As a result of this treatment as a non-portable employee, plaintiff did not receive these employee benefits to which he otherwise would have been entitled had he been regarded as an employee eligible for portability of service credit.
One practical ramification of this is illustrated through plaintiff's allegation that, on March 29, 1989, he was refused participation in the NYNEX Savings Plan for Salaried Employees on the basis that, according to NYNEX personnel records, he had less than one year of net credited service.
On June 27, 1989, the defendants formally determined that plaintiff was eligible for portability of service credit under the Mandatory Portability Agreement, and, on or about that same date, forwarded a request to AT&T for the transfer, from AT&T to NYNEX, of the pension assets attributable to Ludwig's pension account with AT&T.
See Ludwig Aff., Exh. B, at 65-66 (deposition of Charles White). Plaintiff was not informed, at this time, of the defendants' determination and subsequent action. Plaintiff alleges in his affidavit that he first learned of the defendants' decision in early July 1989 upon being alerted by Larry Chu that the NYNEX payroll office had received notice to change his net credited service date to 1957 to reflect his prior service with New York Telephone and AT&T.
Between the time that he was informed of the defendants' portability decision and his receipt of his final pension check from AT&T, Ludwig spoke with two separate NYNEX employees regarding his rights and the eventual suspension of his pension benefits. On or about July 13, 1989, Ludwig spoke with Deborah Tyler, the staff manager for pension administration on the staff of the Secretary of the NYNEX Employees' Benefits Committee. Ludwig alleges that Tyler did not inform him that he could appeal the portability decision. Shortly thereafter, Ludwig spoke with Elizabeth B. Flaherty, an attorney who worked for the NYNEX Legal Department, who, according to plaintiff, advised him that NYNEX was complying with the applicable portability laws. Plaintiff further alleges that Flaherty did not advise him of any appeal procedures.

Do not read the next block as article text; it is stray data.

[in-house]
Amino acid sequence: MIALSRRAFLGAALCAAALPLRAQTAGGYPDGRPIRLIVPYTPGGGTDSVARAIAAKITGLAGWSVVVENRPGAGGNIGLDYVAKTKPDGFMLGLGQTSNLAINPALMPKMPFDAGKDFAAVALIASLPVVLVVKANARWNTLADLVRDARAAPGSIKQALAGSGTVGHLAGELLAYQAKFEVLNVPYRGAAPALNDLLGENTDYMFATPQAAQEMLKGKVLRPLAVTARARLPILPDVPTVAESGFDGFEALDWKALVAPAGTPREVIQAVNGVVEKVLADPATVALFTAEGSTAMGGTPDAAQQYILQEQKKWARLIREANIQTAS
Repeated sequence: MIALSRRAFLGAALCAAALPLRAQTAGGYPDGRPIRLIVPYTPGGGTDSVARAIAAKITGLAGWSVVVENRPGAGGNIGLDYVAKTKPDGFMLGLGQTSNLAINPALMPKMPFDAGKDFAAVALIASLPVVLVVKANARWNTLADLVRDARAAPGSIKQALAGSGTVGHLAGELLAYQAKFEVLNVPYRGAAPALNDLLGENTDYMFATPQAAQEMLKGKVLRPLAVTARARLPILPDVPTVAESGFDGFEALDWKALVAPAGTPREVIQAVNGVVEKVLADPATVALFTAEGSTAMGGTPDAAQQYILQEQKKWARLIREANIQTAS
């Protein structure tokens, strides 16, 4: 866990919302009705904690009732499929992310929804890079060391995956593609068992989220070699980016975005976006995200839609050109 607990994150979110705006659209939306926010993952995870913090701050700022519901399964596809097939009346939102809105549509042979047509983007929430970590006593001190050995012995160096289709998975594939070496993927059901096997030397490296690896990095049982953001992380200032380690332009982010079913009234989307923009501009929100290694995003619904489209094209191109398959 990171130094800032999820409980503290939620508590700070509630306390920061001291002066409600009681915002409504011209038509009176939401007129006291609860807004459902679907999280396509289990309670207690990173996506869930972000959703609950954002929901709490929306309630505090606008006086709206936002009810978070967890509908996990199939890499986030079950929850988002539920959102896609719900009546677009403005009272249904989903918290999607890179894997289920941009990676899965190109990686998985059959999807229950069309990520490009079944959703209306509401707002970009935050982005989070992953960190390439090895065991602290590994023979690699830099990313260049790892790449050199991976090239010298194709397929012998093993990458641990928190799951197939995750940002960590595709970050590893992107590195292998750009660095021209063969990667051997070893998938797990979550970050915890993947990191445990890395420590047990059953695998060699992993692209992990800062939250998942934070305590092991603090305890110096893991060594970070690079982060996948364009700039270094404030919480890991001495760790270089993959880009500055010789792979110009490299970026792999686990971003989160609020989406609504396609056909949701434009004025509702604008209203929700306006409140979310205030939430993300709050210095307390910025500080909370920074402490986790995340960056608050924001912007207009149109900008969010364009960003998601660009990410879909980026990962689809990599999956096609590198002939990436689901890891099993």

Plaintiff alleges that he received his last pension payment from AT&T on August 1, 1989. It was not until September 1, 1989, when he failed to receive his monthly pension stipend, that his concern renewed that his service had been bridged to reflect his prior employment. See Ludwig Aff., Exh. G., at 82 (deposition of Roy A. Ludwig). At this point in time, Ludwig alleges that he called the AT&T benefits office which advised him that he would have to wait until at least September 7, 1989, before it could trace the pension check. Thereafter, on September 7th, AT& T informed Ludwig that his pension had been declared portable.
During the next two months, Ludwig and his legal counsel wrote two separate letters to NYNEX officials objecting to NYNEX's portability determination and demanding the reinstatement of plaintiff's monthly pension payments. On September 12, 1989, plaintiff wrote a letter to Robert Donovan, NYNEX's Managing Director of Personnel, in which he insisted upon NYNEX's restoration of the benefits that he had been receiving from AT&T. See Ludwig Aff., Exh. K. Responding in a letter dated October 19, 1989, Donovan replied that, in light of Ludwig's service history, federal law required that Ludwig's prior service credits be bridged and, therefore, he could not collect his AT&T pension while working for NYNEX. See Ludwig Aff., Exh. L.
Then, on November 10, 1989, plaintiff's counsel wrote Donovan requesting a review of NYNEX'S decision. See Ludwig Aff., Exh. M. In a letter dated January 15, 1990, Donovan responded that he would forward the letter of November 10, 1989 to Susan Kotulak, then employed as Director of Management Employment. Plaintiff alleges that neither he nor his legal counsel received a response from Kotulak.
On March 29, 1990, plaintiff's counsel took a different approach, directing his written request for the reinstatement of Ludwig's AT&T benefits to AT&T. In a letter dated April 5, 1990, Rosanne T. Maglio, the Secretary of the AT&T Benefits Committee, replied that there was nothing that AT&T could do regarding this matter because, under the Mandatory portability Agreement, AT&T was obligated to suspend Ludwig's pension upon learning of his acceptance of employment with NYNEX. Maglio further responded that since the pension assets attributable to Ludwig's account had been transferred to NYNEX, NYNEX was responsible for the payment of any future pension benefits.